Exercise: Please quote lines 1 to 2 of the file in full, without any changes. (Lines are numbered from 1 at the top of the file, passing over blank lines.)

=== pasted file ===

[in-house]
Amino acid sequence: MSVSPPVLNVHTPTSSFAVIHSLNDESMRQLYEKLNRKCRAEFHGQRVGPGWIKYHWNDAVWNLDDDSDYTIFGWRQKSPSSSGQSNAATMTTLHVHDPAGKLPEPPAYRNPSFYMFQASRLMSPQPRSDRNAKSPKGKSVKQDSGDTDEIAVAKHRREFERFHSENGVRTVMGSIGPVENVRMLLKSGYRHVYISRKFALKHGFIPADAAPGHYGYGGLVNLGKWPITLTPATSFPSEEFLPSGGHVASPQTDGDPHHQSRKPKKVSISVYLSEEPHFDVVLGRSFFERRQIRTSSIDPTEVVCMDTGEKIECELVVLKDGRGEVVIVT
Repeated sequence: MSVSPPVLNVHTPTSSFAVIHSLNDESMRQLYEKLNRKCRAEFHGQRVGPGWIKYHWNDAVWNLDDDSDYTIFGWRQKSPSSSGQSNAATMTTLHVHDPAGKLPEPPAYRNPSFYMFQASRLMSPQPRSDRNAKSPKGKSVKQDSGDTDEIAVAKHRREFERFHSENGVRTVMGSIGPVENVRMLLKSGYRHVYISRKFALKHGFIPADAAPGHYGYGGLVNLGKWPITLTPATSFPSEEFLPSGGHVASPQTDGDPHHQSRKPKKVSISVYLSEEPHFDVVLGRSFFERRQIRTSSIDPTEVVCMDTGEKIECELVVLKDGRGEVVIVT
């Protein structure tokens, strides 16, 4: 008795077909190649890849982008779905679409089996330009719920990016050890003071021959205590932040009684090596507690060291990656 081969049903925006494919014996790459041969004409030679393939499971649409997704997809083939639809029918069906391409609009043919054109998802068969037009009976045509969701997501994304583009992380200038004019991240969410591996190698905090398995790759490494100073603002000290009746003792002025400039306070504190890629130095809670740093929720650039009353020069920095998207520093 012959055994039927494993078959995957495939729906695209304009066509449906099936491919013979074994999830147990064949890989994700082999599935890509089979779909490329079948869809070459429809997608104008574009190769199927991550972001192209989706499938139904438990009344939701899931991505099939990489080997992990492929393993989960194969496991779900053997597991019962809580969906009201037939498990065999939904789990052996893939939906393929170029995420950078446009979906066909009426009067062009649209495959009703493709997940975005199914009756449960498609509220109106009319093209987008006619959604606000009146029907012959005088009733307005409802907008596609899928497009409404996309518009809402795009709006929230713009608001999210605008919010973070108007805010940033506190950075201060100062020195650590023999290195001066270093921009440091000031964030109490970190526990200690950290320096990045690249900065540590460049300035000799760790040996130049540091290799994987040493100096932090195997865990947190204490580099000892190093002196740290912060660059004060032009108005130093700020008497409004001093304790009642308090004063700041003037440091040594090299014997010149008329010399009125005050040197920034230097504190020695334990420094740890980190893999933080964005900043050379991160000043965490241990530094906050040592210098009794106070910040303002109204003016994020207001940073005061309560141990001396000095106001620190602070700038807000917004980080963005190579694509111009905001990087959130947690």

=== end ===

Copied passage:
[in-house]
Amino acid sequence: MSVSPPVLNVHTPTSSFAVIHSLNDESMRQLYEKLNRKCRAEFHGQRVGPGWIKYHWNDAVWNLDDDSDYTIFGWRQKSPSSSGQSNAATMTTLHVHDPAGKLPEPPAYRNPSFYMFQASRLMSPQPRSDRNAKSPKGKSVKQDSGDTDEIAVAKHRREFERFHSENGVRTVMGSIGPVENVRMLLKSGYRHVYISRKFALKHGFIPADAAPGHYGYGGLVNLGKWPITLTPATSFPSEEFLPSGGHVASPQTDGDPHHQSRKPKKVSISVYLSEEPHFDVVLGRSFFERRQIRTSSIDPTEVVCMDTGEKIECELVVLKDGRGEVVIVT